#BBCtrending: Rosetta comet sings loud and clear

Comet 67P/Churyumov-Gerasimenko Image copyright Reuters

The sound coming from comet 67P/Churyumov-Gerasimenko has caught the imagination of hundreds of thousands on social media.

"Maybe it's the sound of an alien shouting 'help me, I'm trapped inside a comet'," Alan Hayward commented on SoundCloud, the audio sharing network. This was where the European Space Agency posted the audio of the sound being captured by their Rosetta spacecraft, from which the probe to land on the comet is being deployed. "Is that you, Predator?" asked another user, Reactor Four. Another, Ronnie Wonders said: "This is wonderful. It would be arrogant to think we are alone in this universe. Not saying it's aliens but I'm really looking forward to finding out what is making this sound."

Media playback is unsupported on your device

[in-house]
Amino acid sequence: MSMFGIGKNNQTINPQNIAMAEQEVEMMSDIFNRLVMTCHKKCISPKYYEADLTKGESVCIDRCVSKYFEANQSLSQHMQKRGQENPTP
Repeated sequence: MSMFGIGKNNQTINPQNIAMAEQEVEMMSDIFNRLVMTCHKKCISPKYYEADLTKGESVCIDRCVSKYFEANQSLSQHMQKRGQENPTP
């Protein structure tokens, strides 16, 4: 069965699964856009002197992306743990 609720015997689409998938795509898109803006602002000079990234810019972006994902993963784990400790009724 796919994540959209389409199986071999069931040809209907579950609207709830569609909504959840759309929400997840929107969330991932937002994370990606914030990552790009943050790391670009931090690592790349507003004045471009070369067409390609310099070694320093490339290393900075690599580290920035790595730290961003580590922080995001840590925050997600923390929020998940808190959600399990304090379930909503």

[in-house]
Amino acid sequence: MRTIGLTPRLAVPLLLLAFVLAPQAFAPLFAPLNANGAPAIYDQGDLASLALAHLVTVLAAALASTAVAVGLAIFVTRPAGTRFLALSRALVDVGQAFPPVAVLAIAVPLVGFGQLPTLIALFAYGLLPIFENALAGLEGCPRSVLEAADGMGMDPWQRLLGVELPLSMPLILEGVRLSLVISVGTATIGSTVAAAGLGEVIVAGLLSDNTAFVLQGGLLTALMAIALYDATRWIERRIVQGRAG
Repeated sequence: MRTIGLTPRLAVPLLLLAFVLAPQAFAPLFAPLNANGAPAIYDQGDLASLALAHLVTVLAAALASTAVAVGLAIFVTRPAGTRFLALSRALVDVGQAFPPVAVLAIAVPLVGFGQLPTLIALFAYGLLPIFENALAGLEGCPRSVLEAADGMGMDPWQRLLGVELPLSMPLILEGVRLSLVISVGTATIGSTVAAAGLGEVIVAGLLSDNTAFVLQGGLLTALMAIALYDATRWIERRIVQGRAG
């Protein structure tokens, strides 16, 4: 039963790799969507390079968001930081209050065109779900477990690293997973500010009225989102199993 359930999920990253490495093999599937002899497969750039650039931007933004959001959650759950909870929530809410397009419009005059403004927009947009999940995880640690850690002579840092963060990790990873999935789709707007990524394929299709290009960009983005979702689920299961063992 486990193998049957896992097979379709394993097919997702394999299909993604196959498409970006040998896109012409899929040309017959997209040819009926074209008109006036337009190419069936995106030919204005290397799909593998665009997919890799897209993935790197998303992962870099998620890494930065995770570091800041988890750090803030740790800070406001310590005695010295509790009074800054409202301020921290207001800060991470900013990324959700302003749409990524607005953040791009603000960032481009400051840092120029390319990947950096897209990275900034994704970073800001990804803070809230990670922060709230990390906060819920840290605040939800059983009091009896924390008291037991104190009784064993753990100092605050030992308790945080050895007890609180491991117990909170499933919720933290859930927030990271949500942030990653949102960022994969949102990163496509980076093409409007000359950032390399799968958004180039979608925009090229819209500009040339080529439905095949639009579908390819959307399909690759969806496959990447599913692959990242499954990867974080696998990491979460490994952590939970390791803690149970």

Media captionRosetta singing

For their part, the scientists are just as surprised as social media users. "This is exciting because it is completely new to us. We did not expect this and we are still working to understand the physics of what is happening," Karl-Heinz Glaßmeier, head of Space Physics and Space Sensorics at the Technische Universität Braunschweig, Germany, explained on the RESA Rosetta blog. The "song" - as the scientists themselves refer to it- was in fact outside the normal range of human hearing range and has to be boosted in volume by a factor of 10,000. According to scientific theory, the comet releases neutral particles into space where they collide with high-energy particles and that's what makes the sound. However, "the precise physical mechanism behind the oscillations remains a mystery," according to the blog.

Image copyright Twitter

"It reminds me of the music of [computer game] Manic Miner," another user, Bleakside, posted after listening to the 1:27-minute-long audio clip. "Some ET making popcorn on that planet," Dan Maxe commented. The audio clip has been played over 336,000 times on SoundCloud and been shared 13,000 times on Facebook

Audio courtesy of ESA/Rosetta/RPC/RPC-Mag

You can follow BBC Trending on Twitter @BBCtrending

All our stories are at bbc.com/trending